Healthy Aging: A handy digest to understanding probiotic products

(Pixnio photo)

There’s lots of talk about probiotics these days – probiotics in your yogurt, probiotics in your bread, even probiotics in your skin care products or household cleaners! But what are probiotics, and why would we need them in the first place?

A widely accepted description of probiotics defines them as “live micro-organisms that, when administered in adequate amounts, confer a health benefit on the host.” In plain language, probiotics are “good bugs” or “good microbes” that are meant to help the person taking them.

These friendly microbes help us digest food, maintain health and fight disease. Many Canadians are hearing about how great probiotics are, and are looking to take them as supplements, or to add them to their diet or take them as needed to improve health. Seems like a pretty logical idea, right?

It’s important to note that if you are generally a healthy person (physically active, eat well, aren’t under a lot of stress) you likely do not need to add probiotics to your regimen.

Not everyone needs a probiotic to stay healthy. An important role for probiotics has been identified as being a treatment for specific conditions, offering symptom relief or resolving the issue entirely. I suggest that you talk with your pharmacist, physician or dietitian before taking probiotics to ensure you have a proper diagnosis, or know why you are taking it. Together, you can select an appropriate probiotic that is the most suitable for you.

With so many products available, and so much chatter around this hot topic, it’s no wonder that people are having trouble choosing the right probiotic. What often happens is that people will take something labelled “probiotic,” or that purports to have “live bacterial cultures,” but as these products often aren’t right for their diagnosis, they might not see any health difference and assume that probiotics just don’t work. But how wrong that is!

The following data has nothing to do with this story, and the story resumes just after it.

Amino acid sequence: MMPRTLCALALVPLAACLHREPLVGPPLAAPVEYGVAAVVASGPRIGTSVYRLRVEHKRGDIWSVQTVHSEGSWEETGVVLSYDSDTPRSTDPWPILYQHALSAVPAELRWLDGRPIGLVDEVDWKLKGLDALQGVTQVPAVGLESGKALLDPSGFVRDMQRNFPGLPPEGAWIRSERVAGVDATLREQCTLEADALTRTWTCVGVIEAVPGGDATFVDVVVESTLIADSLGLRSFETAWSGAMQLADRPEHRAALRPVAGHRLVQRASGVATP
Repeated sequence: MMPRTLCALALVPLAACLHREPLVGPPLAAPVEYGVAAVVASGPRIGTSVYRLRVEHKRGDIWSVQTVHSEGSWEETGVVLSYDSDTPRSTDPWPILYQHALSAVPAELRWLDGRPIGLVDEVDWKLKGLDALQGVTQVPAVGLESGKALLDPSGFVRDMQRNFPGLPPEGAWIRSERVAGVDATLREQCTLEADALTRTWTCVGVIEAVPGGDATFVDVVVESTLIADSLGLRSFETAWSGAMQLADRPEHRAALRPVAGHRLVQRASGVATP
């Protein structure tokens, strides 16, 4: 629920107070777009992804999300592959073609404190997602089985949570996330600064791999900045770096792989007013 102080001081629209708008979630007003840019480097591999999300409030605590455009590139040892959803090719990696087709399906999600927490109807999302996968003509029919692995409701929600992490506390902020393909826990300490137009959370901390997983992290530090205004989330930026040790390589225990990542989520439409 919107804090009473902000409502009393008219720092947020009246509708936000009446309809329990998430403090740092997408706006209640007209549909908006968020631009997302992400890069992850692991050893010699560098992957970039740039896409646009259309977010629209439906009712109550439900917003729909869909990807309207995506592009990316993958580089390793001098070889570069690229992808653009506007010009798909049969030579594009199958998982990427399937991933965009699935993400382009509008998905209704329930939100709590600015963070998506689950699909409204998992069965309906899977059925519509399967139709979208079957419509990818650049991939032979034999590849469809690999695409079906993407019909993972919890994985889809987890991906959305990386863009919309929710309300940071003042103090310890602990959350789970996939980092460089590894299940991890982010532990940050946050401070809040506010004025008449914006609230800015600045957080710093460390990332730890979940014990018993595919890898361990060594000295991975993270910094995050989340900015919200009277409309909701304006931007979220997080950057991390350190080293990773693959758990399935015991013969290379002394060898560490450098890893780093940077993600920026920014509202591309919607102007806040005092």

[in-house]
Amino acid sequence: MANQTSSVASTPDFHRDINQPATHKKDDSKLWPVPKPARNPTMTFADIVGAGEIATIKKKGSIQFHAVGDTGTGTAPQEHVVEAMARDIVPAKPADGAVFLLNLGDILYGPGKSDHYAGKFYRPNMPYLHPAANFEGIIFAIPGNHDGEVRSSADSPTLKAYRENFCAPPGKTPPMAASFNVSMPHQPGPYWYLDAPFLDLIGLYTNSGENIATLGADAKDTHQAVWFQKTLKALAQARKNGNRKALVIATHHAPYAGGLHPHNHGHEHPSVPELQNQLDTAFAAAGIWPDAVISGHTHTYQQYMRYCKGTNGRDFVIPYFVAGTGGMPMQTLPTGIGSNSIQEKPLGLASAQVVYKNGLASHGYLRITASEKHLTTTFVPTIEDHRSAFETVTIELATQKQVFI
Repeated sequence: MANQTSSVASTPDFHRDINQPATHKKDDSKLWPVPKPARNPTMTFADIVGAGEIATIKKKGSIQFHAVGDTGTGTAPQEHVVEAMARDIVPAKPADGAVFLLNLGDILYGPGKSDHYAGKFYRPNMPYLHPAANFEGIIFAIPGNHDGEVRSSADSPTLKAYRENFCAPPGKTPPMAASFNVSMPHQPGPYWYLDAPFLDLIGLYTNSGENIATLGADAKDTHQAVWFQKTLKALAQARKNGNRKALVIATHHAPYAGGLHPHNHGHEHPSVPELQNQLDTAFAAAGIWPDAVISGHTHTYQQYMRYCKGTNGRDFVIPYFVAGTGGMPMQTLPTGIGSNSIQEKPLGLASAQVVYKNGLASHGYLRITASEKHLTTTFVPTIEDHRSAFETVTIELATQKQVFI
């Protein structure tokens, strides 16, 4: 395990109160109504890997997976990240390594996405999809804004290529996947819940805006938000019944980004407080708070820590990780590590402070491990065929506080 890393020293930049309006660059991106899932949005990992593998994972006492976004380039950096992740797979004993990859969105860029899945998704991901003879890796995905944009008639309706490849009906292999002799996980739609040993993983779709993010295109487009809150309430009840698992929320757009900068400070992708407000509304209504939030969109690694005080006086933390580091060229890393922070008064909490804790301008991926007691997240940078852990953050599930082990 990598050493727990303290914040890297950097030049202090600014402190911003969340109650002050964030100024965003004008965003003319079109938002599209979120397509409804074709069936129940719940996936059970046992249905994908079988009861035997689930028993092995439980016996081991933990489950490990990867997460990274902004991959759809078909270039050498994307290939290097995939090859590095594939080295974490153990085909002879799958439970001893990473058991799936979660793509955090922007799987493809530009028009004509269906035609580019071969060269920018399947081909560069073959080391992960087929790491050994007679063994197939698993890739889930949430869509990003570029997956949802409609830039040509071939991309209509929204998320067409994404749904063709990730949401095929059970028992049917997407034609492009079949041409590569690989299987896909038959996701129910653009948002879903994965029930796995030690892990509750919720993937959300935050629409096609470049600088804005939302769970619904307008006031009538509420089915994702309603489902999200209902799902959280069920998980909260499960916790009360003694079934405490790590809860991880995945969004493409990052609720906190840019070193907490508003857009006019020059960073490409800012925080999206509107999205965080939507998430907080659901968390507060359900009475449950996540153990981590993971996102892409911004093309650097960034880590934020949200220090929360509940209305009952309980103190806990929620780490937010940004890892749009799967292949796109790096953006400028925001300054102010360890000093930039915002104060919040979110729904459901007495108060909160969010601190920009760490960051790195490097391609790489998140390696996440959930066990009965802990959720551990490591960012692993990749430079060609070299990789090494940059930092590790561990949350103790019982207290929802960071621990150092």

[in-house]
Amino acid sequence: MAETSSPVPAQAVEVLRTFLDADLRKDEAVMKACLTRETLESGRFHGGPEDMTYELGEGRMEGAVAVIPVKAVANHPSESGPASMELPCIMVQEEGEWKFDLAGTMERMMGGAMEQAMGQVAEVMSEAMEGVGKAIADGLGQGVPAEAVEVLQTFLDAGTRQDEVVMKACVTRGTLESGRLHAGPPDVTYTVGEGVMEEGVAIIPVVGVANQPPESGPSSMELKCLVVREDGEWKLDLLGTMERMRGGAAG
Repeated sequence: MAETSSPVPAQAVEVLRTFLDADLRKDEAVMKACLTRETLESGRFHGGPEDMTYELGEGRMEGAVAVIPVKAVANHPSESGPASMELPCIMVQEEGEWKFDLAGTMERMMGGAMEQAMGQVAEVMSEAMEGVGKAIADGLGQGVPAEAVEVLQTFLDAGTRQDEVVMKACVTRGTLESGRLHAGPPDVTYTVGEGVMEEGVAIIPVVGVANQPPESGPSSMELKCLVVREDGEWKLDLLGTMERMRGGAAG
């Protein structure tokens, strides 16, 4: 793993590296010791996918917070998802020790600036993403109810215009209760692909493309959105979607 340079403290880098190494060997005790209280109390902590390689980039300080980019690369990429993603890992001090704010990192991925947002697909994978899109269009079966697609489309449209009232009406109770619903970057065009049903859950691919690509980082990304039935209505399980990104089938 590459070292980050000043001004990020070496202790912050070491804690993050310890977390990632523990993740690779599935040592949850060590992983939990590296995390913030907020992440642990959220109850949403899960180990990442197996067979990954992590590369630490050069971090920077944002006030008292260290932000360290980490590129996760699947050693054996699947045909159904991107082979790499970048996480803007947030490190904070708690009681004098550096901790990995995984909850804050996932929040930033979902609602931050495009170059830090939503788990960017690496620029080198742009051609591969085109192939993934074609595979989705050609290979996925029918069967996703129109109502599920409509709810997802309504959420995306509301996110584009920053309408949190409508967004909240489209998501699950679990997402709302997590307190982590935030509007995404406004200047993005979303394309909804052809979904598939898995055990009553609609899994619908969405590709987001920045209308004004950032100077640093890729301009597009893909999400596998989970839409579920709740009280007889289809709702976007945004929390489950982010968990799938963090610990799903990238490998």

Research and patient experience support the great benefits of probiotics, but only if they are chosen appropriately. “One size fits all” does not apply to probiotics. You will need to know which one to take, for how long to take it and when you can expect benefits. Your health-care provider can help you select the correct probiotic strain and product.

We never walk into a pharmacy and say, “I would like to take some drugs.” Your pharmacist will need to know about your symptoms, past experiences, allergies and other factors before making any recommendations. The same applies to probiotics. Different strains of probiotics have very different effects.

This issue of selecting the appropriate probiotic strain has been addressed, and a solution provided, in the Clinical Guide to Probiotic Products, whose publishing and distribution is co-ordinated by the Alliance for Education on Probiotics (AEProbio). The guide is evidence-based, independently prepared and updated every year. It has been recognized as the only reliable resource providing health-care professionals and consumers with a list of probiotic formulations that have been specifically clinically tested – so you can select the appropriate product, dose and formulation for a specific indication.

Within the clinical guide, recommendations are tied to brand names, making it easier for consumer to select the recommended product when purchasing at a pharmacy. Probiotic strain names and doses are also listed. Favourable published clinical evidence for the particular strain(s) presented in each product are given and include numerous conditions.

To quote author Dragana Skokovic-Sunjic, “You need to use the right probiotic, for the right person, for the right reason.”

The clinical guide is available in English and French at, and on the App Store or Google Play by searching “Probiotic Guide.”